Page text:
Thursday, 25 August 2016

Banking on Social Media and Education to Get More Clients

Messaging apps now used in banking.

Ever thought of tweeting for a mobile recharge? Or Facebook-ing for a fund transfer? Banks are making advents in social media banking with an end to easing transactions for customers reports Times of India. 'iMobile SmartKeys,' launched by ICICI Bank last week enables customers to pay bills, transfer funds via chat, messenger, email or games without having to exit their current application in their smartphone.Customers need not switch tabs or applications to access 'iMobile' making for faster transactions.

And the fact that social media banking has its adherents is proved by the user base of "Pockets by ICICI Bank," which lets you transfer money to a friend, buy movie tickets, recharge your mobile via Facebook Messenger , SMS or Gmail. "We have had more than 4 million downloads at ICICI Pockets since our launch last year. One doesn't need to know the account number, bank branch or IFSC code to send money to any contact on social media. How it works is -you send a e-coupon in their name, which they can redeem in 3 days," says Abonty Banerjee, senior general manager & head -Digital Channels, ICICI Bank.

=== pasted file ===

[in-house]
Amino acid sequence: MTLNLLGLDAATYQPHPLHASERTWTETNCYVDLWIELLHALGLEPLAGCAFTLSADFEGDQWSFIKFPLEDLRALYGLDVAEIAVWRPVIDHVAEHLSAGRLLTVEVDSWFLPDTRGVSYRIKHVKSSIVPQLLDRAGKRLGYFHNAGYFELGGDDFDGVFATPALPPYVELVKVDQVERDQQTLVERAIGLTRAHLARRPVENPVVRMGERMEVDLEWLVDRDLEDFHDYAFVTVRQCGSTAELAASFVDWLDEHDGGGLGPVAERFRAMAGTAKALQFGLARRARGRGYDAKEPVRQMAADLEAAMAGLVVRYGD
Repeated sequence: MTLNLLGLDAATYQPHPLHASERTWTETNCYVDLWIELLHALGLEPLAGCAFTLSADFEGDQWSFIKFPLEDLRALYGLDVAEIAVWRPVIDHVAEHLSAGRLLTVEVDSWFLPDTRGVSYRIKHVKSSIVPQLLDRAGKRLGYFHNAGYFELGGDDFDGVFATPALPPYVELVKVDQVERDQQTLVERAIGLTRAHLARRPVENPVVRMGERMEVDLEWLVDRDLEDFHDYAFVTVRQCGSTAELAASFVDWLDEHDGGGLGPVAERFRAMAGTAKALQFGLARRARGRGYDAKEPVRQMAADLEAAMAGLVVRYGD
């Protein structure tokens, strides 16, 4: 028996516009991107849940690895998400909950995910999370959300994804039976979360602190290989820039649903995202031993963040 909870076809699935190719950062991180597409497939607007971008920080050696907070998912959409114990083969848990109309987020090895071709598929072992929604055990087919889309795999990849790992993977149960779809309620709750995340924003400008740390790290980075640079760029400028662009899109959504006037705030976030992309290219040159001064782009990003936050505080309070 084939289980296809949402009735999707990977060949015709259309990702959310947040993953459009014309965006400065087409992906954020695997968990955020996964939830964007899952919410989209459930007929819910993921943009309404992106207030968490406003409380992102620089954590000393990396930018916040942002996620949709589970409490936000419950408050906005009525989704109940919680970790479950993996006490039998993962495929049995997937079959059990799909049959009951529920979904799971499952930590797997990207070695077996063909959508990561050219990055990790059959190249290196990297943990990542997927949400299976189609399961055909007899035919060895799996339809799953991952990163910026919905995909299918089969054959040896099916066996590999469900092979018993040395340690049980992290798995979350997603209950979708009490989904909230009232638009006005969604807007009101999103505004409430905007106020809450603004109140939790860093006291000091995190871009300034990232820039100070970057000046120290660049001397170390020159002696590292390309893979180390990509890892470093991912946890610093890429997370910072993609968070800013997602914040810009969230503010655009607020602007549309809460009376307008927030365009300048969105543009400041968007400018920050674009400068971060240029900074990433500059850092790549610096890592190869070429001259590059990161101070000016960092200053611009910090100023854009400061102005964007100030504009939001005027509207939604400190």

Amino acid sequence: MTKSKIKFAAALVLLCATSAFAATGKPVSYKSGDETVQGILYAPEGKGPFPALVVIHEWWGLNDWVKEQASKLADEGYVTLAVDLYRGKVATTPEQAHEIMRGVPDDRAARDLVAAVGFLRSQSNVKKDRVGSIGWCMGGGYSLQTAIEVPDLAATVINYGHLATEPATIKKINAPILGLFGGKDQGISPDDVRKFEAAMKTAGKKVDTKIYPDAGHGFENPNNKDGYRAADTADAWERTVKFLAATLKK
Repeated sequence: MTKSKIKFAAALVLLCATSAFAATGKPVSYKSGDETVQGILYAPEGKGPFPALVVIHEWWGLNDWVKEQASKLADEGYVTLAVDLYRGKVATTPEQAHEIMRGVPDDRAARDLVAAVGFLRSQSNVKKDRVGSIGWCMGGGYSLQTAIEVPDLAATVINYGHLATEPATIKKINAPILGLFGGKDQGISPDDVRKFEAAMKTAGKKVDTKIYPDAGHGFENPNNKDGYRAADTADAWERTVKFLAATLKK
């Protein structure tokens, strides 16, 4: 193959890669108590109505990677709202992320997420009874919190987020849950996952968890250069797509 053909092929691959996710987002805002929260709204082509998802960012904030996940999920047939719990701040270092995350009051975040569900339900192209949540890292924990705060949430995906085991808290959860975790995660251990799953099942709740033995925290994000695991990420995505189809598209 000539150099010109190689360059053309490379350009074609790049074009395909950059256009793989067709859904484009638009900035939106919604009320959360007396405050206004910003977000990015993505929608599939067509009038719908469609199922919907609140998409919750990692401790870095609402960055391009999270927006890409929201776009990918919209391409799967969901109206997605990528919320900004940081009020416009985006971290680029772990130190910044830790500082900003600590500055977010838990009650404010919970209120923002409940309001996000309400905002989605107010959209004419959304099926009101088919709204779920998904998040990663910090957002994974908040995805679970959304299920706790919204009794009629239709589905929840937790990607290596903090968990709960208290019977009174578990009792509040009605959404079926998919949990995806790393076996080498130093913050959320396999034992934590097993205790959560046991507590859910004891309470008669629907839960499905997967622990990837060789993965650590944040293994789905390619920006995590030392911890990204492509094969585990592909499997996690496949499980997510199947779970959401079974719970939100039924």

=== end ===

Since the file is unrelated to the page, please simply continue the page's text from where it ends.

"Once you send the e-coupon via Facebook, email or SMS, they can enter their bank credentials and redeem the coupon. To redeem the coupon, a passcode will be sent to the registered mobile number, which can be shared with the friend to whom the money is being transferred to," adds ICICI Bank's Banerjee. For opening FDs, checking account balance or recharging your prepaid mobile, one can also tweet to ICICI Bank.

Times of India also reports that Every night before going to bed, 22-year-old Tanvi Sharma (name changed), a professional gamer, spends up to an hour on Indian fintech blogs and education platforms learning about new investment tips and how different funds work. Fintech players across sectors, including financial marketplace BankBazaar and SME Lending player Capital Float, are increasing their focus on setting up education platforms and blogs as a long-term user acquisition strategy. They are increasingly focusing on educating users and disseminating information in the areas they specialize in. Online discount brokerage firm Zerodha has set up an education platform.

Search Rankings according to website functionality

After Facebook, google now take up the battle against ad-blockers. Google will now use website functionality as another factor to set its search engine rankings with a change to its algorithm.